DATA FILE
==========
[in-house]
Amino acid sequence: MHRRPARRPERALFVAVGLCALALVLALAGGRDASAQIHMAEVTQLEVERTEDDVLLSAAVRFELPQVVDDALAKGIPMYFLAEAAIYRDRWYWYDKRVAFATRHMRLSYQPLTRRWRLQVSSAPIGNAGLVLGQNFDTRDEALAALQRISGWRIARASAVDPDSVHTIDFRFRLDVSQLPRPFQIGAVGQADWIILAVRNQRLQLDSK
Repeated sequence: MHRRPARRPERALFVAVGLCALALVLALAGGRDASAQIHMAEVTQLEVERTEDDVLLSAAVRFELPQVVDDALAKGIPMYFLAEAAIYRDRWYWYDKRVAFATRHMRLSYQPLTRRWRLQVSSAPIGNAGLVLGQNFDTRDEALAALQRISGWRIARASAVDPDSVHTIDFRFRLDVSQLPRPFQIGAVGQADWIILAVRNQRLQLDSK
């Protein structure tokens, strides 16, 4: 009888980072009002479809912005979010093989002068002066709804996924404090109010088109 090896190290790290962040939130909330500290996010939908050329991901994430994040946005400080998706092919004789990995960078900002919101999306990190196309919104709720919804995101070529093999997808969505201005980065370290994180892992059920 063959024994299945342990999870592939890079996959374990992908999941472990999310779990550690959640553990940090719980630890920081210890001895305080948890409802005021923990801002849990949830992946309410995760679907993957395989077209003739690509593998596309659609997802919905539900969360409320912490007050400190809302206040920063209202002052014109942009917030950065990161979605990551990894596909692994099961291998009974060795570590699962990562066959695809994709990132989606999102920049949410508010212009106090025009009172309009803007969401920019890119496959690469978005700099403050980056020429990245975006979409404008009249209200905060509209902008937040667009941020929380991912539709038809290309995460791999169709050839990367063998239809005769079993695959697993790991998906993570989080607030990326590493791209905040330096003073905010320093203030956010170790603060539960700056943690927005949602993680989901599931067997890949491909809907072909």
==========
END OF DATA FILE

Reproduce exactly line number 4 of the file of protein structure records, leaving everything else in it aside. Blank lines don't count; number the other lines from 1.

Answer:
């Protein structure tokens, strides 16, 4: 009888980072009002479809912005979010093989002068002066709804996924404090109010088109 090896190290790290962040939130909330500290996010939908050329991901994430994040946005400080998706092919004789990995960078900002919101999306990190196309919104709720919804995101070529093999997808969505201005980065370290994180892992059920 063959024994299945342990999870592939890079996959374990992908999941472990999310779990550690959640553990940090719980630890920081210890001895305080948890409802005021923990801002849990949830992946309410995760679907993957395989077209003739690509593998596309659609997802919905539900969360409320912490007050400190809302206040920063209202002052014109942009917030950065990161979605990551990894596909692994099961291998009974060795570590699962990562066959695809994709990132989606999102920049949410508010212009106090025009009172309009803007969401920019890119496959690469978005700099403050980056020429990245975006979409404008009249209200905060509209902008937040667009941020929380991912539709038809290309995460791999169709050839990367063998239809005769079993695959697993790991998906993570989080607030990326590493791209905040330096003073905010320093203030956010170790603060539960700056943690927005949602993680989901599931067997890949491909809907072909």